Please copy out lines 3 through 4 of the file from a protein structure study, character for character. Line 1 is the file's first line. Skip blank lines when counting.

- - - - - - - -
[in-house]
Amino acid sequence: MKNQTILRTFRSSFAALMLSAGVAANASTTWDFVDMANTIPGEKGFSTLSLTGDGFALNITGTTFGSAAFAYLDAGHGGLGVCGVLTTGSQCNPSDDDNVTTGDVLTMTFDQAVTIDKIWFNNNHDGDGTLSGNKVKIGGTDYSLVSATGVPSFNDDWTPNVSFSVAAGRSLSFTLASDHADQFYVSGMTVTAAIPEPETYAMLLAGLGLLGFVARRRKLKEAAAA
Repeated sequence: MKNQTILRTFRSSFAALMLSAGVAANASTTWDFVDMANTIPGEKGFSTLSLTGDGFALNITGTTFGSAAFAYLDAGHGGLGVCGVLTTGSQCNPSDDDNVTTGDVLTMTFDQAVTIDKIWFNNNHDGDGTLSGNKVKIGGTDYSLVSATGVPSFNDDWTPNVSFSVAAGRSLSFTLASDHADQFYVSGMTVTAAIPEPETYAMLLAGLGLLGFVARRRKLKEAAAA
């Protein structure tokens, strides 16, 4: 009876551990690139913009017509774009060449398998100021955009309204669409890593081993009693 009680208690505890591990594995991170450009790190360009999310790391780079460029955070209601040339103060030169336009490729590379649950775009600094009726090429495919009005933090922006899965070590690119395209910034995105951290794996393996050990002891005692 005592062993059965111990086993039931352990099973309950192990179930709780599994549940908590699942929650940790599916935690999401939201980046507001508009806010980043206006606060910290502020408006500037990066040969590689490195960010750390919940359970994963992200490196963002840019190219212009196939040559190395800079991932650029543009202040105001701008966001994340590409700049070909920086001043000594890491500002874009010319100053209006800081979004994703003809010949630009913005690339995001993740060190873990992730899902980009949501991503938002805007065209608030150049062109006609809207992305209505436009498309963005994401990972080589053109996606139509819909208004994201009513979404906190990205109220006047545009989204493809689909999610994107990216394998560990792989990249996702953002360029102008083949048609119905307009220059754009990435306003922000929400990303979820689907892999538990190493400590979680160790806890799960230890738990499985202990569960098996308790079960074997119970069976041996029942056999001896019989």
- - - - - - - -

Repeated sequence: MKNQTILRTFRSSFAALMLSAGVAANASTTWDFVDMANTIPGEKGFSTLSLTGDGFALNITGTTFGSAAFAYLDAGHGGLGVCGVLTTGSQCNPSDDDNVTTGDVLTMTFDQAVTIDKIWFNNNHDGDGTLSGNKVKIGGTDYSLVSATGVPSFNDDWTPNVSFSVAAGRSLSFTLASDHADQFYVSGMTVTAAIPEPETYAMLLAGLGLLGFVARRRKLKEAAAA
């Protein structure tokens, strides 16, 4: 009876551990690139913009017509774009060449398998100021955009309204669409890593081993009693 009680208690505890591990594995991170450009790190360009999310790391780079460029955070209601040339103060030169336009490729590379649950775009600094009726090429495919009005933090922006899965070590690119395209910034995105951290794996393996050990002891005692 005592062993059965111990086993039931352990099973309950192990179930709780599994549940908590699942929650940790599916935690999401939201980046507001508009806010980043206006606060910290502020408006500037990066040969590689490195960010750390919940359970994963992200490196963002840019190219212009196939040559190395800079991932650029543009202040105001701008966001994340590409700049070909920086001043000594890491500002874009010319100053209006800081979004994703003809010949630009913005690339995001993740060190873990992730899902980009949501991503938002805007065209608030150049062109006609809207992305209505436009498309963005994401990972080589053109996606139509819909208004994201009513979404906190990205109220006047545009989204493809689909999610994107990216394998560990792989990249996702953002360029102008083949048609119905307009220059754009990435306003922000929400990303979820689907892999538990190493400590979680160790806890799960230890738990499985202990569960098996308790079960074997119970069976041996029942056999001896019989």